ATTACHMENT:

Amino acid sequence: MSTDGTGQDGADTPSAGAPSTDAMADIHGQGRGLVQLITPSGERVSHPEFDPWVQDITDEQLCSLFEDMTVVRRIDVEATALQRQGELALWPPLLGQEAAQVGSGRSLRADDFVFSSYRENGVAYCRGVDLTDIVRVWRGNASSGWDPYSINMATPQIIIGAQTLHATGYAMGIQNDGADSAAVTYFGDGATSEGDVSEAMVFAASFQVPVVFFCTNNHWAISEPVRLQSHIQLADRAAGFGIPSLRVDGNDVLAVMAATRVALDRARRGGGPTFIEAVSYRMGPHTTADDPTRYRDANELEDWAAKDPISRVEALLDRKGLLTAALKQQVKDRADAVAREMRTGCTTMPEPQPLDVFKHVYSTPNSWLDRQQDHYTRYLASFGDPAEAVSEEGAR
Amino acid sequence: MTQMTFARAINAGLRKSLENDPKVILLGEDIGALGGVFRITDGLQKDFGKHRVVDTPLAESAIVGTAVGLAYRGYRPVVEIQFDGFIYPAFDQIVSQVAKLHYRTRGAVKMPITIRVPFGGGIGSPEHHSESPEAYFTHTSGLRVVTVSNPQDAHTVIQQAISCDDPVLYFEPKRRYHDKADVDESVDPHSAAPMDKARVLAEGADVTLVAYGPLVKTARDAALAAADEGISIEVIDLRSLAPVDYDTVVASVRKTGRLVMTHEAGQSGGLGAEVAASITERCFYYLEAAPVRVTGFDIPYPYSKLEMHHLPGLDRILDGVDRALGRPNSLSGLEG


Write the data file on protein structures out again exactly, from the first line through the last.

Amino acid sequence: MSTDGTGQDGADTPSAGAPSTDAMADIHGQGRGLVQLITPSGERVSHPEFDPWVQDITDEQLCSLFEDMTVVRRIDVEATALQRQGELALWPPLLGQEAAQVGSGRSLRADDFVFSSYRENGVAYCRGVDLTDIVRVWRGNASSGWDPYSINMATPQIIIGAQTLHATGYAMGIQNDGADSAAVTYFGDGATSEGDVSEAMVFAASFQVPVVFFCTNNHWAISEPVRLQSHIQLADRAAGFGIPSLRVDGNDVLAVMAATRVALDRARRGGGPTFIEAVSYRMGPHTTADDPTRYRDANELEDWAAKDPISRVEALLDRKGLLTAALKQQVKDRADAVAREMRTGCTTMPEPQPLDVFKHVYSTPNSWLDRQQDHYTRYLASFGDPAEAVSEEGAR
Amino acid sequence: MTQMTFARAINAGLRKSLENDPKVILLGEDIGALGGVFRITDGLQKDFGKHRVVDTPLAESAIVGTAVGLAYRGYRPVVEIQFDGFIYPAFDQIVSQVAKLHYRTRGAVKMPITIRVPFGGGIGSPEHHSESPEAYFTHTSGLRVVTVSNPQDAHTVIQQAISCDDPVLYFEPKRRYHDKADVDESVDPHSAAPMDKARVLAEGADVTLVAYGPLVKTARDAALAAADEGISIEVIDLRSLAPVDYDTVVASVRKTGRLVMTHEAGQSGGLGAEVAASITERCFYYLEAAPVRVTGFDIPYPYSKLEMHHLPGLDRILDGVDRALGRPNSLSGLEG